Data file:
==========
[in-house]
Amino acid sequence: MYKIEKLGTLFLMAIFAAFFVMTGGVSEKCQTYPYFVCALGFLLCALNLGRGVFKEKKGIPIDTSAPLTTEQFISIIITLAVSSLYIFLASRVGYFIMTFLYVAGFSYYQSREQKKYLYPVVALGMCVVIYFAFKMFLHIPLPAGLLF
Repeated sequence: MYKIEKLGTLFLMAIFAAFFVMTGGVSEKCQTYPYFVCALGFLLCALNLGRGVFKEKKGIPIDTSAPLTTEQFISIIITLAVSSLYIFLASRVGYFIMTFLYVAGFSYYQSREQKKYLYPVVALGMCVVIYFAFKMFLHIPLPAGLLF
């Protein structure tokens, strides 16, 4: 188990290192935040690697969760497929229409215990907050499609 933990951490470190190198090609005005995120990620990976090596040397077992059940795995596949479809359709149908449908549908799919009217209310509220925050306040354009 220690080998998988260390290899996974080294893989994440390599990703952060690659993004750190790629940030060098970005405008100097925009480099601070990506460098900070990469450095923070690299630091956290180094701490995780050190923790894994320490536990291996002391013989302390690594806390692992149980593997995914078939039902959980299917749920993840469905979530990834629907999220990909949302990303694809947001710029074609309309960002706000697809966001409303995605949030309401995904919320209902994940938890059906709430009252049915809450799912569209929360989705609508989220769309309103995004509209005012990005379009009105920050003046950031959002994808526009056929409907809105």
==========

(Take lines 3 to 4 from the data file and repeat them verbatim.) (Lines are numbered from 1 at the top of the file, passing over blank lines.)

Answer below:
Repeated sequence: MYKIEKLGTLFLMAIFAAFFVMTGGVSEKCQTYPYFVCALGFLLCALNLGRGVFKEKKGIPIDTSAPLTTEQFISIIITLAVSSLYIFLASRVGYFIMTFLYVAGFSYYQSREQKKYLYPVVALGMCVVIYFAFKMFLHIPLPAGLLF
């Protein structure tokens, strides 16, 4: 188990290192935040690697969760497929229409215990907050499609 933990951490470190190198090609005005995120990620990976090596040397077992059940795995596949479809359709149908449908549908799919009217209310509220925050306040354009 220690080998998988260390290899996974080294893989994440390599990703952060690659993004750190790629940030060098970005405008100097925009480099601070990506460098900070990469450095923070690299630091956290180094701490995780050190923790894994320490536990291996002391013989302390690594806390692992149980593997995914078939039902959980299917749920993840469905979530990834629907999220990909949302990303694809947001710029074609309309960002706000697809966001409303995605949030309401995904919320209902994940938890059906709430009252049915809450799912569209929360989705609508989220769309309103995004509209005012990005379009009105920050003046950031959002994808526009056929409907809105």